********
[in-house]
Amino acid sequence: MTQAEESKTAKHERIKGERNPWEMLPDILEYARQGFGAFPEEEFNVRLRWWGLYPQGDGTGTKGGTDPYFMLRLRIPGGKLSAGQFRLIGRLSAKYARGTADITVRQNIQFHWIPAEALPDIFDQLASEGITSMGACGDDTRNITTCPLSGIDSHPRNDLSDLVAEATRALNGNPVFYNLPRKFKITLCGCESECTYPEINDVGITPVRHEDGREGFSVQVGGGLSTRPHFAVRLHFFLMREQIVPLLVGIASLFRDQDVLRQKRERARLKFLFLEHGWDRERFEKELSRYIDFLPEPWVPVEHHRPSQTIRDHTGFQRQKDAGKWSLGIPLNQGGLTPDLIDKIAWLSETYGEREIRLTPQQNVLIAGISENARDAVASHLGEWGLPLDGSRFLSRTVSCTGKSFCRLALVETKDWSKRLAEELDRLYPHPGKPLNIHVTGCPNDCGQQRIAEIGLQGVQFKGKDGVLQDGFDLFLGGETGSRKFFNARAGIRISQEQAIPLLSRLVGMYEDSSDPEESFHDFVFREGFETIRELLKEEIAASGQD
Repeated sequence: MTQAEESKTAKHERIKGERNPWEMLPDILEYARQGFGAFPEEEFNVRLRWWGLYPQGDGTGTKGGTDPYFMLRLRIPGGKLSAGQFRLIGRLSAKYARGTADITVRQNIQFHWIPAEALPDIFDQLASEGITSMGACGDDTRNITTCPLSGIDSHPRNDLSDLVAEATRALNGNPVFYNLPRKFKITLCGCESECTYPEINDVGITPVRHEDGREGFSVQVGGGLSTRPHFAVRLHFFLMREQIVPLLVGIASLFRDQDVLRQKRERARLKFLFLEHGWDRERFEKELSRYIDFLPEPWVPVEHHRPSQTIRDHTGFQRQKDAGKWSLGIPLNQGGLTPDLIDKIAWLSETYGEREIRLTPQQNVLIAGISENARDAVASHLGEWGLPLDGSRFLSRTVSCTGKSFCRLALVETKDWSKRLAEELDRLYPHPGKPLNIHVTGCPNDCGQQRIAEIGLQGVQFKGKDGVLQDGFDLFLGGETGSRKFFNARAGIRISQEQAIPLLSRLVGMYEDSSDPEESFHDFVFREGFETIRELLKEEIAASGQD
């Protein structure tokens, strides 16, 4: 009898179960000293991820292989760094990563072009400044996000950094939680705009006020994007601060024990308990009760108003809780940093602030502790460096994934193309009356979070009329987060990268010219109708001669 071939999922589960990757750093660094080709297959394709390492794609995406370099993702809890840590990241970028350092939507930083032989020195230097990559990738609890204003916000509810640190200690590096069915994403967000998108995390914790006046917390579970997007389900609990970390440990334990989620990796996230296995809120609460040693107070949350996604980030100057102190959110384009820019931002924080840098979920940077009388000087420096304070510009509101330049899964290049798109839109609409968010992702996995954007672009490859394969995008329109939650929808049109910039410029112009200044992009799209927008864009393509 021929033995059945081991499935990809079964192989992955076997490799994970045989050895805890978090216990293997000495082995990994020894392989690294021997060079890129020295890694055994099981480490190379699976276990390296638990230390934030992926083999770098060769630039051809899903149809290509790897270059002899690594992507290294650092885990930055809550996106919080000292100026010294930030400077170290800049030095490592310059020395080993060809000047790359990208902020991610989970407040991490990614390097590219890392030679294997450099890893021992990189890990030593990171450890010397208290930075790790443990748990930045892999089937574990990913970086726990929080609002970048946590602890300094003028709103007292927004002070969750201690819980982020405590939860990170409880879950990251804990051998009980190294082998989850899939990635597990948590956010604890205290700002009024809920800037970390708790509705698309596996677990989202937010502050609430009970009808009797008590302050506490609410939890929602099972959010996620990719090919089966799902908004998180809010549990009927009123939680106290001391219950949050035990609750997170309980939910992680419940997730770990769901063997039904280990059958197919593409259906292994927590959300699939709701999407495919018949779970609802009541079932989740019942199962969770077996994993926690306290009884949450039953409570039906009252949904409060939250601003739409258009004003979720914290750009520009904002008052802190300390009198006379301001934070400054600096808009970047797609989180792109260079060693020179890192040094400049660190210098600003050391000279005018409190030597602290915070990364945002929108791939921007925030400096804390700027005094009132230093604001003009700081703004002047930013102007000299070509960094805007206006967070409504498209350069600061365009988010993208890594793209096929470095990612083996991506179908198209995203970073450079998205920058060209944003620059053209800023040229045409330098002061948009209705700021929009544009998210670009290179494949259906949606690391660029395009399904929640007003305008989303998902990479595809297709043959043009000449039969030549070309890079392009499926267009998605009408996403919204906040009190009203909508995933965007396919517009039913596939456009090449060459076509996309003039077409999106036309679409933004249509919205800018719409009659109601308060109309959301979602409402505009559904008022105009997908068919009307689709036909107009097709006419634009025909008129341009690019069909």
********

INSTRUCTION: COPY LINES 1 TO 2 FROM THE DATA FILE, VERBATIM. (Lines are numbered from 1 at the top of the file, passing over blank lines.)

[in-house]
Amino acid sequence: MTQAEESKTAKHERIKGERNPWEMLPDILEYARQGFGAFPEEEFNVRLRWWGLYPQGDGTGTKGGTDPYFMLRLRIPGGKLSAGQFRLIGRLSAKYARGTADITVRQNIQFHWIPAEALPDIFDQLASEGITSMGACGDDTRNITTCPLSGIDSHPRNDLSDLVAEATRALNGNPVFYNLPRKFKITLCGCESECTYPEINDVGITPVRHEDGREGFSVQVGGGLSTRPHFAVRLHFFLMREQIVPLLVGIASLFRDQDVLRQKRERARLKFLFLEHGWDRERFEKELSRYIDFLPEPWVPVEHHRPSQTIRDHTGFQRQKDAGKWSLGIPLNQGGLTPDLIDKIAWLSETYGEREIRLTPQQNVLIAGISENARDAVASHLGEWGLPLDGSRFLSRTVSCTGKSFCRLALVETKDWSKRLAEELDRLYPHPGKPLNIHVTGCPNDCGQQRIAEIGLQGVQFKGKDGVLQDGFDLFLGGETGSRKFFNARAGIRISQEQAIPLLSRLVGMYEDSSDPEESFHDFVFREGFETIRELLKEEIAASGQD